They are as predictable as night following day. European football has a distinct food chain, with Real Madrid and Barcelona the only two apex predators. When one of those predators is humbled by a secondary consumer, you can rely on a spate of transfer rumours emerging.
In the case of Marco Verratti, the media leaks began even before the match. His agent, Donato Di Campli, warned that Verratti would look to leave Paris if the club could not win the Champions League, while others talked of Veratti being Xavi’s natural heir. The timing was deliberate: One of Real Madrid or Barcelona have competed in five of the last eight finals.
Yet competing was something that Barcelona entirely failed to do on Tuesday. There have been signs since December that Unai Emery is finally getting to grips with his job at the Parc des Princes, and Paris St Germain are reaping the rewards. If 11 wins and a draw from their last 12 matches ensured that PSG entered the tie in fine form, nobody was quite ready for this. If this was a night for Barcelona’s dynasty to enter a retirement home, their opponents came of age.
At the heart of their success was Verratti, a tenacious but cultured midfielder designed for nights such as these. He may have played only 70 minutes, but only one Paris St Germain player completed more passes, only one did so with more accuracy, only one created more chances, one made more tackles and none gained possession more often. As he walked from the pitch, it was to a roaring ovation from the home crowd.
Verratti is a multi-faceted central midfielder, but it is his shielding of the ball that is most impressive. Even in a heightened atmosphere against prodigious opponents, Barcelona could not nudge the Italian off course. To lose possession just five times in 70 minutes is exceptional, and to be fouled four times indicates just how important it was for Barcelona to break Verratti’s rhythm. Adrien Rabiot and Presnel Kimpembe were both excellent, but Verratti is PSG’s bellwether player: When he performs, so do they.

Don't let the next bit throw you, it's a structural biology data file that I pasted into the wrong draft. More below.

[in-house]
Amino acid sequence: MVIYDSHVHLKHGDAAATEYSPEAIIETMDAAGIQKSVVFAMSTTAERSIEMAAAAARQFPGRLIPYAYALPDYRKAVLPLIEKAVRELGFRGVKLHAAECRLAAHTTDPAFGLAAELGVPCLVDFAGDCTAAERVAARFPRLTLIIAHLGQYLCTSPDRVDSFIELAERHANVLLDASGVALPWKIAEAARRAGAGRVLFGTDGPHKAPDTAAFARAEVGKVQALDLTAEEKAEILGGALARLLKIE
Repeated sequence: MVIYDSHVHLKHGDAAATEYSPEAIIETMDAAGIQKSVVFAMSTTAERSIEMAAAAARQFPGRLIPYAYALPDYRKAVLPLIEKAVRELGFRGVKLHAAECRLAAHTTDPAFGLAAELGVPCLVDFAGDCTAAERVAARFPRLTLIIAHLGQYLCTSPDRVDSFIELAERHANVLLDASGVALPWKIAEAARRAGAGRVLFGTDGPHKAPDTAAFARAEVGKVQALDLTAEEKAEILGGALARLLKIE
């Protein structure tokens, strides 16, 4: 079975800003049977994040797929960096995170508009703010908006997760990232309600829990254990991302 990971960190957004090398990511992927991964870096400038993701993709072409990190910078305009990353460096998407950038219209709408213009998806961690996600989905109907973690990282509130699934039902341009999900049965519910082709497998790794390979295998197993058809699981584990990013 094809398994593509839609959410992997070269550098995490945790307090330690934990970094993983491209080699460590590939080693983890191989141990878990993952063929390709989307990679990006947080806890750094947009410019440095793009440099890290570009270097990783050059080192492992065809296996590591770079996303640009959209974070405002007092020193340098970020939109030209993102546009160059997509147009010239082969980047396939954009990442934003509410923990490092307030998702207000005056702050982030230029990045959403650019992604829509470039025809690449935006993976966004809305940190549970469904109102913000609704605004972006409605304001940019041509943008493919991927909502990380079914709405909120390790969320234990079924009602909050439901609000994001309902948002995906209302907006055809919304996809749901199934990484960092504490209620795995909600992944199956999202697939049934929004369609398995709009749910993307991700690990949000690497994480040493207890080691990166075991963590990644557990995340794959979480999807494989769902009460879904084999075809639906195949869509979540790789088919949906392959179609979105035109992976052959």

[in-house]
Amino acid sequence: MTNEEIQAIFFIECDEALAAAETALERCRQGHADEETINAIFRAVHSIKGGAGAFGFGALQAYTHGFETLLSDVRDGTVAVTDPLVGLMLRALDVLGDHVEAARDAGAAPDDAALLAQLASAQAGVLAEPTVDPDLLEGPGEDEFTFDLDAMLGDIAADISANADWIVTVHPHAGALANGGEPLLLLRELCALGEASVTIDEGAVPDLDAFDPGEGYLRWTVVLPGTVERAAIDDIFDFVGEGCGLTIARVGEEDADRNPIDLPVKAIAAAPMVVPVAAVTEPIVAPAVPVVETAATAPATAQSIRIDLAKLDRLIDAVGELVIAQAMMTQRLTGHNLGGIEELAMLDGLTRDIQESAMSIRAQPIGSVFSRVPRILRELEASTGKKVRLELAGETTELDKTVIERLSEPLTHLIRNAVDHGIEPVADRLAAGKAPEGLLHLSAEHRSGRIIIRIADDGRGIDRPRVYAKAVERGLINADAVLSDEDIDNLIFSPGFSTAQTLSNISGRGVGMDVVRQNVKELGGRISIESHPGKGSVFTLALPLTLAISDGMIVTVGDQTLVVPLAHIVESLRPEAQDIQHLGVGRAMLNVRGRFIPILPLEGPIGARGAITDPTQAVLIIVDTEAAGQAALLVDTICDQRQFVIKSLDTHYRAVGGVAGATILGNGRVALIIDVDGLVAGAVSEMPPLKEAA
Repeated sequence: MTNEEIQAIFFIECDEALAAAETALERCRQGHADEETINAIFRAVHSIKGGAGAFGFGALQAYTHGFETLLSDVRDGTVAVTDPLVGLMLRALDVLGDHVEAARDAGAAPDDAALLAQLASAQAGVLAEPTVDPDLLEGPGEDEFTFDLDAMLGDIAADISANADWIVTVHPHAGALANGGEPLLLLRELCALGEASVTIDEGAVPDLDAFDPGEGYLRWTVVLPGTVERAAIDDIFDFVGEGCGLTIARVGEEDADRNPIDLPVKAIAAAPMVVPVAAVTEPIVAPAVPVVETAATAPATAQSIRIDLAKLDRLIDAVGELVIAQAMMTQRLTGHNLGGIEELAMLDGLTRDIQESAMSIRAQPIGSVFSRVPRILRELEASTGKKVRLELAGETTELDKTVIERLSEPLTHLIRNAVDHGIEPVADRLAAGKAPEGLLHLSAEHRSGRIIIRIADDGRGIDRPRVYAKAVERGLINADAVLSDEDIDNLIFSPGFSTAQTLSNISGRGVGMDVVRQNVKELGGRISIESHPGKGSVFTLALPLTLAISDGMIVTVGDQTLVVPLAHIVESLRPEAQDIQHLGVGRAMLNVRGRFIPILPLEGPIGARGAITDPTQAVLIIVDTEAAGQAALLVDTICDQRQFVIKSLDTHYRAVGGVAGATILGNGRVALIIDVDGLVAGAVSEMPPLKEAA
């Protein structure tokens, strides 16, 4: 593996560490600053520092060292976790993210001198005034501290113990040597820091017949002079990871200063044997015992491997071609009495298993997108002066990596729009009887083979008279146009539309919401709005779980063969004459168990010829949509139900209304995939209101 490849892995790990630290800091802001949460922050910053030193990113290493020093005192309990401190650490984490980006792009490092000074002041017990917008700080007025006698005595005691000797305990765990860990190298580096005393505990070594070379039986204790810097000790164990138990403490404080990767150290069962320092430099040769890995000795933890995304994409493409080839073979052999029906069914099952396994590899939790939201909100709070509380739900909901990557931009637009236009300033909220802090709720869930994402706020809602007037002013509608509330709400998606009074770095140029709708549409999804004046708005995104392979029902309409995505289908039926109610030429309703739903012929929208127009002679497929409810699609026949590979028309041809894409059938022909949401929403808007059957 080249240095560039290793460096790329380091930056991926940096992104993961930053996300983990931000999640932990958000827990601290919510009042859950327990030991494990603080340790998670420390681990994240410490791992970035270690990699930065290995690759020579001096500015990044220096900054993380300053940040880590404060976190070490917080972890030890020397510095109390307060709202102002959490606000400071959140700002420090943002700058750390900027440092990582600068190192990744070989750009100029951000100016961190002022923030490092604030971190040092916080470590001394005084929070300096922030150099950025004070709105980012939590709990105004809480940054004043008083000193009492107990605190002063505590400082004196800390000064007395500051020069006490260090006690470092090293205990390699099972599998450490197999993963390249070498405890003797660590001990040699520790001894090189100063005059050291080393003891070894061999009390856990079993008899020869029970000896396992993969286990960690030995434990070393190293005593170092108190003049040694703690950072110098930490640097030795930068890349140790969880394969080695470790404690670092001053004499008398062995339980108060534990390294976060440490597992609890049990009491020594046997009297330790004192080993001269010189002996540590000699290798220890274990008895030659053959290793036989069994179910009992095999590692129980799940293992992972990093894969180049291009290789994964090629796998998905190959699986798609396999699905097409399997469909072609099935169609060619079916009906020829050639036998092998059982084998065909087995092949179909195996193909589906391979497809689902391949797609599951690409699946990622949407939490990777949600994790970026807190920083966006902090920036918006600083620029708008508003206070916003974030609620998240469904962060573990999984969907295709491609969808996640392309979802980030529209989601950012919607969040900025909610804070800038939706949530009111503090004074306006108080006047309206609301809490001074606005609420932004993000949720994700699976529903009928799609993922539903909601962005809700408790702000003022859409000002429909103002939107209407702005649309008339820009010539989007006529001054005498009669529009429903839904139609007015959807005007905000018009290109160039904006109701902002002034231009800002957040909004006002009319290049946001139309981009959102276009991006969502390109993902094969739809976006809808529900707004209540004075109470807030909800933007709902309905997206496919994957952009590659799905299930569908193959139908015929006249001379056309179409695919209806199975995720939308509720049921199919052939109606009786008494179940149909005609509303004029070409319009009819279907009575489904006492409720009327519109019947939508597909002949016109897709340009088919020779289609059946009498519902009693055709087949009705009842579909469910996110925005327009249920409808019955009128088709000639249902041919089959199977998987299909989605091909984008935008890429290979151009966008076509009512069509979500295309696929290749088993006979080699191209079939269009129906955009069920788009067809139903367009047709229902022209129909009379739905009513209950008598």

By Wednesday, Verratti was singing from a different hymn sheet to his agent:
“An article implied that I was dreaming to play for Barcelona. I’ve never said that. My dream is to win here. Even if we hadn’t won on Tuesday, I wouldn’t have thought otherwise. I trust the club and the project. When you are a part of a great project you feel very good about it. In my opinion, winning here is going to be different than winning in all the other clubs.”
That last line might provoke raised eyebrows and the occasional titter: The not-unreasonable assumption is that PSG have bought their way to dominance. This is the natural habitat of the mercenary, a home for those such as Edinson Cavani and Angel di Maria who are no longer ruthless enough to thrive at an apex predator.
Yet look back through the team that humbled Barcelona. Goalkeeper Kevin Trapp joined for £8m from Eintracht Frankfurt, right-back Thomas Meunier cost £5m when arriving from Club Brugge, Blaise Matuidi arrived five years ago from St Etienne for £8m, with Verratti himself joining him from Pescara a year later for less than £10m. Two of their best performers, Kimpembe and Rabiot, are products of the club’s youth academy. Tell me the last time Chelsea or Manchester City, the Premier League’s nouveau riche, started such a high-profile match with two academy graduates.
Look too at the ages of the two teams on Tuesday evening. Two of Barcelona’s starting outfielders – Samuel Umtiti and Andre Gomes – were aged 24 and under, compared to six for PSG. Four of the seven players on their bench matched the same criteria, and included another two graduates of the Camp des Loges. For all the accusations of overspending, there is long-termism to match the knee-jerk.
Paris St Germain might not be a club whose history is littered with famous European nights, nor with the pedigree and status of European football’s apex predators. But Tuesday was the kind of night that can shape a club’s future. Rather than look for greener grass elsewhere, the likes of Verratti, Rabiot and Layvin Kurzawa should admire the view in their own back garden. Get the right draw, and something truly special could be achieved. For all the league titles and domestic cups, these are the nights of our lives.